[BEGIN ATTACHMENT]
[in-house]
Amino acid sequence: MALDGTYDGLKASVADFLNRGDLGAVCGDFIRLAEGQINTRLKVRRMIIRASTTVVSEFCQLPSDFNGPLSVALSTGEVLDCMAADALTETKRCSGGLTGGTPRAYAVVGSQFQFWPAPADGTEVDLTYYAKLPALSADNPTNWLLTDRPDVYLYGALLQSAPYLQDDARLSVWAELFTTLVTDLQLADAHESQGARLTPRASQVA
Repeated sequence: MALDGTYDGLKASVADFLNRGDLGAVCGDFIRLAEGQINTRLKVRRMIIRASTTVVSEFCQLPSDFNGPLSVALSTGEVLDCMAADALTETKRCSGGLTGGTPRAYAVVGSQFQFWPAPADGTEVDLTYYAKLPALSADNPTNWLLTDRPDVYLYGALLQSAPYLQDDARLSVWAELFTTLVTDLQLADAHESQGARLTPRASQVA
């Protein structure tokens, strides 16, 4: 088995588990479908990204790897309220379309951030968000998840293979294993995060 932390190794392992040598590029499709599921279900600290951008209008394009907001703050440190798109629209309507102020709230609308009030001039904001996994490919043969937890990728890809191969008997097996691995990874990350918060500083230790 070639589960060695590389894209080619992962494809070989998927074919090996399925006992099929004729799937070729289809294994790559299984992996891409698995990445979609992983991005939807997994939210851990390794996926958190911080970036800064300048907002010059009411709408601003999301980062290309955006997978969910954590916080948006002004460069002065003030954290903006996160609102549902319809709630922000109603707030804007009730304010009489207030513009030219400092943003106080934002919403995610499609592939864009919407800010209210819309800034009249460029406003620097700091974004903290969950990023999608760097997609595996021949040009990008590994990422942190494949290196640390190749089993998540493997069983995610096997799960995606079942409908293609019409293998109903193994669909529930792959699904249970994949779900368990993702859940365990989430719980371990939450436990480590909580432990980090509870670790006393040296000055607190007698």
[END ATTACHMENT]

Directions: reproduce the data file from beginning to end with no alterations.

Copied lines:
[in-house]
Amino acid sequence: MALDGTYDGLKASVADFLNRGDLGAVCGDFIRLAEGQINTRLKVRRMIIRASTTVVSEFCQLPSDFNGPLSVALSTGEVLDCMAADALTETKRCSGGLTGGTPRAYAVVGSQFQFWPAPADGTEVDLTYYAKLPALSADNPTNWLLTDRPDVYLYGALLQSAPYLQDDARLSVWAELFTTLVTDLQLADAHESQGARLTPRASQVA
Repeated sequence: MALDGTYDGLKASVADFLNRGDLGAVCGDFIRLAEGQINTRLKVRRMIIRASTTVVSEFCQLPSDFNGPLSVALSTGEVLDCMAADALTETKRCSGGLTGGTPRAYAVVGSQFQFWPAPADGTEVDLTYYAKLPALSADNPTNWLLTDRPDVYLYGALLQSAPYLQDDARLSVWAELFTTLVTDLQLADAHESQGARLTPRASQVA
């Protein structure tokens, strides 16, 4: 088995588990479908990204790897309220379309951030968000998840293979294993995060 932390190794392992040598590029499709599921279900600290951008209008394009907001703050440190798109629209309507102020709230609308009030001039904001996994490919043969937890990728890809191969008997097996691995990874990350918060500083230790 070639589960060695590389894209080619992962494809070989998927074919090996399925006992099929004729799937070729289809294994790559299984992996891409698995990445979609992983991005939807997994939210851990390794996926958190911080970036800064300048907002010059009411709408601003999301980062290309955006997978969910954590916080948006002004460069002065003030954290903006996160609102549902319809709630922000109603707030804007009730304010009489207030513009030219400092943003106080934002919403995610499609592939864009919407800010209210819309800034009249460029406003620097700091974004903290969950990023999608760097997609595996021949040009990008590994990422942190494949290196640390190749089993998540493997069983995610096997799960995606079942409908293609019409293998109903193994669909529930792959699904249970994949779900368990993702859940365990989430719980371990939450436990480590909580432990980090509870670790006393040296000055607190007698």